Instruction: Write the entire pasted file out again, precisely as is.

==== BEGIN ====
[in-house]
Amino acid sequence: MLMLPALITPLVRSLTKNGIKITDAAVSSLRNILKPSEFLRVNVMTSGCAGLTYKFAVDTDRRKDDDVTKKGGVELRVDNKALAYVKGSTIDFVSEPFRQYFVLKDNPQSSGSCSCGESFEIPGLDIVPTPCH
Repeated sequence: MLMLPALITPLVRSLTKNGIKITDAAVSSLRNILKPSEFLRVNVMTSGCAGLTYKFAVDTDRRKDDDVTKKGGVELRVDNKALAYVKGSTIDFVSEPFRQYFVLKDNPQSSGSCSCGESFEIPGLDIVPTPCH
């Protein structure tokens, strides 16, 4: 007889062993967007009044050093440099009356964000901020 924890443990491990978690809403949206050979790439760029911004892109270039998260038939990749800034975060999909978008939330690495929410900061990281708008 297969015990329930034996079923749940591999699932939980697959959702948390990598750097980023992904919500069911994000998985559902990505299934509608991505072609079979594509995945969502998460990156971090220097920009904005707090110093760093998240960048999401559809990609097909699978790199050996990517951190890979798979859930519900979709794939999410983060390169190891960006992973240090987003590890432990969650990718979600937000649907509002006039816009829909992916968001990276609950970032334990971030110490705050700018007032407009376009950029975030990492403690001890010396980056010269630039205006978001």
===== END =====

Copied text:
[in-house]
Amino acid sequence: MLMLPALITPLVRSLTKNGIKITDAAVSSLRNILKPSEFLRVNVMTSGCAGLTYKFAVDTDRRKDDDVTKKGGVELRVDNKALAYVKGSTIDFVSEPFRQYFVLKDNPQSSGSCSCGESFEIPGLDIVPTPCH
Repeated sequence: MLMLPALITPLVRSLTKNGIKITDAAVSSLRNILKPSEFLRVNVMTSGCAGLTYKFAVDTDRRKDDDVTKKGGVELRVDNKALAYVKGSTIDFVSEPFRQYFVLKDNPQSSGSCSCGESFEIPGLDIVPTPCH
């Protein structure tokens, strides 16, 4: 007889062993967007009044050093440099009356964000901020 924890443990491990978690809403949206050979790439760029911004892109270039998260038939990749800034975060999909978008939330690495929410900061990281708008 297969015990329930034996079923749940591999699932939980697959959702948390990598750097980023992904919500069911994000998985559902990505299934509608991505072609079979594509995945969502998460990156971090220097920009904005707090110093760093998240960048999401559809990609097909699978790199050996990517951190890979798979859930519900979709794939999410983060390169190891960006992973240090987003590890432990969650990718979600937000649907509002006039816009829909992916968001990276609950970032334990971030110490705050700018007032407009376009950029975030990492403690001890010396980056010269630039205006978001």